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U.S. education research about rural places commonly neglects definitional boundaries. Our systematic mapping review 524 studies approximated how early-career scholars and those new to the rural education research space, including practitioners and policymakers, might experience the literature base and provides a bird’s-eye view of how studies tend to define rurality and the types of locations, sectors, and participant roles that they interrogate within inquiries of rural education. We found definitions or demonstrations of rurality in 30% of our sample and little common ground among such studies. For example, 8.59% of studies in our sample applied the National Center for Education Statistics’ urban-centric locale codes, still making that the most frequently employed schema. Defining rural occurred about twice as often within articles in rural-focused journals than within non-rural-focused journals, while articles in Journal of Research in Rural Education defined rural nearly three times as often as articles in non-rural-focused journals. Regionally, we found considerable evidence that site selection has tended to privilege the South and Midwest, seeming to desert the Northeast, Upper Midwest, and swaths of the West. Regarding sectors, we found rural research on K-12 education (81%) to be far more prevalent than on pre-K (1.15%) or tertiary education (12%). We conclude with provocations for U.S. education researchers toward a goal of richer scholarship.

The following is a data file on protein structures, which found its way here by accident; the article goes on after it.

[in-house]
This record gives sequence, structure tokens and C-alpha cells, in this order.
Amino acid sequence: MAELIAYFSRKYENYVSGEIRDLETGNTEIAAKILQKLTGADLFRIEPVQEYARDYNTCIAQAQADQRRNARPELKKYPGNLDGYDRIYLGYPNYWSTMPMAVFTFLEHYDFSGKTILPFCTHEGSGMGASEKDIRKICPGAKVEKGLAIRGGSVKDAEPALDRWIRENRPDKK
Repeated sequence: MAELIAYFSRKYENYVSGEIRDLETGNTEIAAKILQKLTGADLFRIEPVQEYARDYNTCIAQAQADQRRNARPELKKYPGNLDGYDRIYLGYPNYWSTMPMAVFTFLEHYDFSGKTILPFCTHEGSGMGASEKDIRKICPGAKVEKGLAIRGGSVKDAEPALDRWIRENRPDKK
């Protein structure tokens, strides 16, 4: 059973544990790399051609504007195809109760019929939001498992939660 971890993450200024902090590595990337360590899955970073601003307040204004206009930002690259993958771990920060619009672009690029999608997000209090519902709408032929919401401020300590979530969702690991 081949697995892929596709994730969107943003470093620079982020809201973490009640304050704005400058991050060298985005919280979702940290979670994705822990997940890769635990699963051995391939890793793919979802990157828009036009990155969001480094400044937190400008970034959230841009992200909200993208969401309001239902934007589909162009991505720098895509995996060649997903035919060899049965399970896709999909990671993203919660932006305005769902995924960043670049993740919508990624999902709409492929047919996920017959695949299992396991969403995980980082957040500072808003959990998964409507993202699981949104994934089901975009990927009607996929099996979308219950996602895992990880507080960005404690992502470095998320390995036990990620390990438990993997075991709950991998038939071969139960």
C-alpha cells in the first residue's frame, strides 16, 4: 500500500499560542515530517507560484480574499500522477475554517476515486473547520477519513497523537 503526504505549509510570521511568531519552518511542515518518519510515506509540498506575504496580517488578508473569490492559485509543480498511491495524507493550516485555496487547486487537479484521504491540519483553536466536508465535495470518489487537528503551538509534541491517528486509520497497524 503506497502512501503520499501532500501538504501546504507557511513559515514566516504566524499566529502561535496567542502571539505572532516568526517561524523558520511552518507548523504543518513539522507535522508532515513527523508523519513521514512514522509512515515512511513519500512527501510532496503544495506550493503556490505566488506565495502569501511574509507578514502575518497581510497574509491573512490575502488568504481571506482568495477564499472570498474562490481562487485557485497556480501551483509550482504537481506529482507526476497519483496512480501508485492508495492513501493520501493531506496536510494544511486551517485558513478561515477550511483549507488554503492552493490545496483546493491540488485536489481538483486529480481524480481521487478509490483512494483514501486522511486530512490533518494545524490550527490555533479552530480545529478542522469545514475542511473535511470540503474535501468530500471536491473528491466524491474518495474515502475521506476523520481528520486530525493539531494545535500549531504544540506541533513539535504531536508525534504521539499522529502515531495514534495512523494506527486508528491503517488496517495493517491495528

ISSUE 1
Wargo Wordle

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Research-practice partnerships (RPPs), where researchers and practitioners work in concert to address persistent problems of practice, provide promising mutualistic benefits in urban school settings. Drawing on an integrated framework, this case study explores the initial development of an RPP between six small and rural school districts and two universities, highlighting the complexities of leadership and rurality associated with this type of school improvement work. By using a rapid reconnaissance focus group approach, known as the Sondeos, the political landscape in each district emerged, with nuanced (and in many cases shifting) boundaries. This place-conscious adaptive method may be a promising tool to support rural education researchers and rural school leaders as they work together to actualize viable research-informed improvement. However, our findings illustrate that adaptive leadership capacity building may be a necessary element to sustain such work.